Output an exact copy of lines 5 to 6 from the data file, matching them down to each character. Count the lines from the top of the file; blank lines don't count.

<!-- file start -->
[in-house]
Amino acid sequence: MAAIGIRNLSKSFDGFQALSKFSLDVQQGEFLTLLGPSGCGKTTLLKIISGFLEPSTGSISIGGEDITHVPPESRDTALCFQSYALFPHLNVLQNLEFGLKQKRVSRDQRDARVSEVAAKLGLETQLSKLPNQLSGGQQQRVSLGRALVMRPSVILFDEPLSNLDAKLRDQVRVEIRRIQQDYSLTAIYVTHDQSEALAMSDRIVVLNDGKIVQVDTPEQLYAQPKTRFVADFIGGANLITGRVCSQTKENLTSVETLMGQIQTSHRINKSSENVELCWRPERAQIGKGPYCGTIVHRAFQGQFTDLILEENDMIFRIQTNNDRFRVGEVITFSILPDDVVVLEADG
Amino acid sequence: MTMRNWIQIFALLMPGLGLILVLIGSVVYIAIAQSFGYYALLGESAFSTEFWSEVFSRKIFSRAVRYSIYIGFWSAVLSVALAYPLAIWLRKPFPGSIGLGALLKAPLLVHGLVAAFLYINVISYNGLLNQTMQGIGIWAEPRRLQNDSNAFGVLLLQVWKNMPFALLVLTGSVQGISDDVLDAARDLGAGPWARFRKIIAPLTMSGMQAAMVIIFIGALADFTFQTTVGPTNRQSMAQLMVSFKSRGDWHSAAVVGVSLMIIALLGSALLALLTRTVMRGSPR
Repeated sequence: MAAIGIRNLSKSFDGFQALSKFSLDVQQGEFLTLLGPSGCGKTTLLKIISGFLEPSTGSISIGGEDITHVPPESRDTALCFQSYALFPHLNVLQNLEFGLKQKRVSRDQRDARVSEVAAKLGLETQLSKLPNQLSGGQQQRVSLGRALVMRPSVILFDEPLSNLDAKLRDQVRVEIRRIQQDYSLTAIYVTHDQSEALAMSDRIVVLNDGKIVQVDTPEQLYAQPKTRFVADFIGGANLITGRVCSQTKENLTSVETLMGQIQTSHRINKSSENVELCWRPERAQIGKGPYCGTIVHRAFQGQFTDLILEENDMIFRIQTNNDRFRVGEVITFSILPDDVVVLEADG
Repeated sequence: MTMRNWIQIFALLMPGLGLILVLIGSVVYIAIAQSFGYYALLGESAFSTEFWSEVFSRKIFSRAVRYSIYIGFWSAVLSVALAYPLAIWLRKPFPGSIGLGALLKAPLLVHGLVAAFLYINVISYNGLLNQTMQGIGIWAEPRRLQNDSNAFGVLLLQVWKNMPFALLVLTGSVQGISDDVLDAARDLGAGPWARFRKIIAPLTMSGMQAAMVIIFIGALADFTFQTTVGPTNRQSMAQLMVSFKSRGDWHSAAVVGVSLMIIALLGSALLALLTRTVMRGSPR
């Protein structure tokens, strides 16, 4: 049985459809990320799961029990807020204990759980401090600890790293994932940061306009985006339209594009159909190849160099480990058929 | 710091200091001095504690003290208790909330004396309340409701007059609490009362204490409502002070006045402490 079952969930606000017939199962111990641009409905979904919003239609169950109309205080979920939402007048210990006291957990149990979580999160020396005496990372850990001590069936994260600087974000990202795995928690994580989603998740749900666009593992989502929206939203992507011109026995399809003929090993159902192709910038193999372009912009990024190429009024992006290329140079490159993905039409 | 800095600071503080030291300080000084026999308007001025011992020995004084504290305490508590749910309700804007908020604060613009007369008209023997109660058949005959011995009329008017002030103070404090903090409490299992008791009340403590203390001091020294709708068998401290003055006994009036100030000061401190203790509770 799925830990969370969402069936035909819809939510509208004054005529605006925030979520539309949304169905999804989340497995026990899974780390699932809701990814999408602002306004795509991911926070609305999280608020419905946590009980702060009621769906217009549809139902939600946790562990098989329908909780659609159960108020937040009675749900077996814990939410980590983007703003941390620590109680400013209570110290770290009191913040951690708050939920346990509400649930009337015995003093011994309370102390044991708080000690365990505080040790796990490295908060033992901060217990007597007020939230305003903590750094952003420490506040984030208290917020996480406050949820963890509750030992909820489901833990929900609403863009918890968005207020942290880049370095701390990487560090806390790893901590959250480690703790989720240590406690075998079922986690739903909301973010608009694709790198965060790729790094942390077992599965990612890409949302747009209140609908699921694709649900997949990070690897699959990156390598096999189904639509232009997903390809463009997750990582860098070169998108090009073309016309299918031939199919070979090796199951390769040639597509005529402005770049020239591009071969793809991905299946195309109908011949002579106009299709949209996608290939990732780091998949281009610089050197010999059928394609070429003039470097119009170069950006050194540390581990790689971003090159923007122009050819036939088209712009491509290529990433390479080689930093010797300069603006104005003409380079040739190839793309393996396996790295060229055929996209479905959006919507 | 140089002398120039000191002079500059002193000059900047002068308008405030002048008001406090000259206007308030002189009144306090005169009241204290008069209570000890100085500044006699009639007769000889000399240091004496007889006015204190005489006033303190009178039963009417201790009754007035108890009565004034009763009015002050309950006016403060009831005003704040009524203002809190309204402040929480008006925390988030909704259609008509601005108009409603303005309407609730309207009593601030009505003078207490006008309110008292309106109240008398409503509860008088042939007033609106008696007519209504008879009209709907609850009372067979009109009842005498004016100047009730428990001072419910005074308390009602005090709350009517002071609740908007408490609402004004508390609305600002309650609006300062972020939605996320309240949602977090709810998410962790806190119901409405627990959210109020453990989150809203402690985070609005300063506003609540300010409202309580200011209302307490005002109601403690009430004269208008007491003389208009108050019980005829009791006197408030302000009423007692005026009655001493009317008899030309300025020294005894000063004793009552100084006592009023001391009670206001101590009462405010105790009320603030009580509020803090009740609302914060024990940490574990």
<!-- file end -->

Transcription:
Repeated sequence: MTMRNWIQIFALLMPGLGLILVLIGSVVYIAIAQSFGYYALLGESAFSTEFWSEVFSRKIFSRAVRYSIYIGFWSAVLSVALAYPLAIWLRKPFPGSIGLGALLKAPLLVHGLVAAFLYINVISYNGLLNQTMQGIGIWAEPRRLQNDSNAFGVLLLQVWKNMPFALLVLTGSVQGISDDVLDAARDLGAGPWARFRKIIAPLTMSGMQAAMVIIFIGALADFTFQTTVGPTNRQSMAQLMVSFKSRGDWHSAAVVGVSLMIIALLGSALLALLTRTVMRGSPR
């Protein structure tokens, strides 16, 4: 049985459809990320799961029990807020204990759980401090600890790293994932940061306009985006339209594009159909190849160099480990058929 | 710091200091001095504690003290208790909330004396309340409701007059609490009362204490409502002070006045402490 079952969930606000017939199962111990641009409905979904919003239609169950109309205080979920939402007048210990006291957990149990979580999160020396005496990372850990001590069936994260600087974000990202795995928690994580989603998740749900666009593992989502929206939203992507011109026995399809003929090993159902192709910038193999372009912009990024190429009024992006290329140079490159993905039409 | 800095600071503080030291300080000084026999308007001025011992020995004084504290305490508590749910309700804007908020604060613009007369008209023997109660058949005959011995009329008017002030103070404090903090409490299992008791009340403590203390001091020294709708068998401290003055006994009036100030000061401190203790509770 799925830990969370969402069936035909819809939510509208004054005529605006925030979520539309949304169905999804989340497995026990899974780390699932809701990814999408602002306004795509991911926070609305999280608020419905946590009980702060009621769906217009549809139902939600946790562990098989329908909780659609159960108020937040009675749900077996814990939410980590983007703003941390620590109680400013209570110290770290009191913040951690708050939920346990509400649930009337015995003093011994309370102390044991708080000690365990505080040790796990490295908060033992901060217990007597007020939230305003903590750094952003420490506040984030208290917020996480406050949820963890509750030992909820489901833990929900609403863009918890968005207020942290880049370095701390990487560090806390790893901590959250480690703790989720240590406690075998079922986690739903909301973010608009694709790198965060790729790094942390077992599965990612890409949302747009209140609908699921694709649900997949990070690897699959990156390598096999189904639509232009997903390809463009997750990582860098070169998108090009073309016309299918031939199919070979090796199951390769040639597509005529402005770049020239591009071969793809991905299946195309109908011949002579106009299709949209996608290939990732780091998949281009610089050197010999059928394609070429003039470097119009170069950006050194540390581990790689971003090159923007122009050819036939088209712009491509290529990433390479080689930093010797300069603006104005003409380079040739190839793309393996396996790295060229055929996209479905959006919507 | 140089002398120039000191002079500059002193000059900047002068308008405030002048008001406090000259206007308030002189009144306090005169009241204290008069209570000890100085500044006699009639007769000889000399240091004496007889006015204190005489006033303190009178039963009417201790009754007035108890009565004034009763009015002050309950006016403060009831005003704040009524203002809190309204402040929480008006925390988030909704259609008509601005108009409603303005309407609730309207009593601030009505003078207490006008309110008292309106109240008398409503509860008088042939007033609106008696007519209504008879009209709907609850009372067979009109009842005498004016100047009730428990001072419910005074308390009602005090709350009517002071609740908007408490609402004004508390609305600002309650609006300062972020939605996320309240949602977090709810998410962790806190119901409405627990959210109020453990989150809203402690985070609005300063506003609540300010409202309580200011209302307490005002109601403690009430004269208008007491003389208009108050019980005829009791006197408030302000009423007692005026009655001493009317008899030309300025020294005894000063004793009552100084006592009023001391009670206001101590009462405010105790009320603030009580509020803090009740609302914060024990940490574990």